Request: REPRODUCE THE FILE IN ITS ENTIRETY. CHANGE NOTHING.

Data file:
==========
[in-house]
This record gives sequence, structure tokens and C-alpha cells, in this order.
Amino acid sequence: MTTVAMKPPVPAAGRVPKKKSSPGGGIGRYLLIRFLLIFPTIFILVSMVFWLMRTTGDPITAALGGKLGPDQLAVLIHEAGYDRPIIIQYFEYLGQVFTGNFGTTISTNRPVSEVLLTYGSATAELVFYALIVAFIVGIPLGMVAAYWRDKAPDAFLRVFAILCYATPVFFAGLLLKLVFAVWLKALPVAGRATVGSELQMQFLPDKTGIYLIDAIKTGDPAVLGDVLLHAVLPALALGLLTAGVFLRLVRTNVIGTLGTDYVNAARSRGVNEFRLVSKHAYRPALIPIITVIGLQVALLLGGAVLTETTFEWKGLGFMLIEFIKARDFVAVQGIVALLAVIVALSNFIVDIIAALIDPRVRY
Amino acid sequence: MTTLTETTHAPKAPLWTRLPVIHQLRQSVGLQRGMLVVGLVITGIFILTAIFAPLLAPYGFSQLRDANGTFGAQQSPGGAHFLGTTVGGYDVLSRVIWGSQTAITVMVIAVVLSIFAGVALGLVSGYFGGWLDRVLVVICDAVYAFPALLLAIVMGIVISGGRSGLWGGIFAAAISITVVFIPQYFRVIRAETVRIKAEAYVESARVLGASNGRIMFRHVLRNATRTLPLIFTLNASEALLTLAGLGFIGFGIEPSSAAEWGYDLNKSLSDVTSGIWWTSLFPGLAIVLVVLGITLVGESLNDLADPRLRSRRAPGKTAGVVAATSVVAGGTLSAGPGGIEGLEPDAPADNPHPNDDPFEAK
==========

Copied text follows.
[in-house]
This record gives sequence, structure tokens and C-alpha cells, in this order.
Amino acid sequence: MTTVAMKPPVPAAGRVPKKKSSPGGGIGRYLLIRFLLIFPTIFILVSMVFWLMRTTGDPITAALGGKLGPDQLAVLIHEAGYDRPIIIQYFEYLGQVFTGNFGTTISTNRPVSEVLLTYGSATAELVFYALIVAFIVGIPLGMVAAYWRDKAPDAFLRVFAILCYATPVFFAGLLLKLVFAVWLKALPVAGRATVGSELQMQFLPDKTGIYLIDAIKTGDPAVLGDVLLHAVLPALALGLLTAGVFLRLVRTNVIGTLGTDYVNAARSRGVNEFRLVSKHAYRPALIPIITVIGLQVALLLGGAVLTETTFEWKGLGFMLIEFIKARDFVAVQGIVALLAVIVALSNFIVDIIAALIDPRVRY
Amino acid sequence: MTTLTETTHAPKAPLWTRLPVIHQLRQSVGLQRGMLVVGLVITGIFILTAIFAPLLAPYGFSQLRDANGTFGAQQSPGGAHFLGTTVGGYDVLSRVIWGSQTAITVMVIAVVLSIFAGVALGLVSGYFGGWLDRVLVVICDAVYAFPALLLAIVMGIVISGGRSGLWGGIFAAAISITVVFIPQYFRVIRAETVRIKAEAYVESARVLGASNGRIMFRHVLRNATRTLPLIFTLNASEALLTLAGLGFIGFGIEPSSAAEWGYDLNKSLSDVTSGIWWTSLFPGLAIVLVVLGITLVGESLNDLADPRLRSRRAPGKTAGVVAATSVVAGGTLSAGPGGIEGLEPDAPADNPHPNDDPFEAK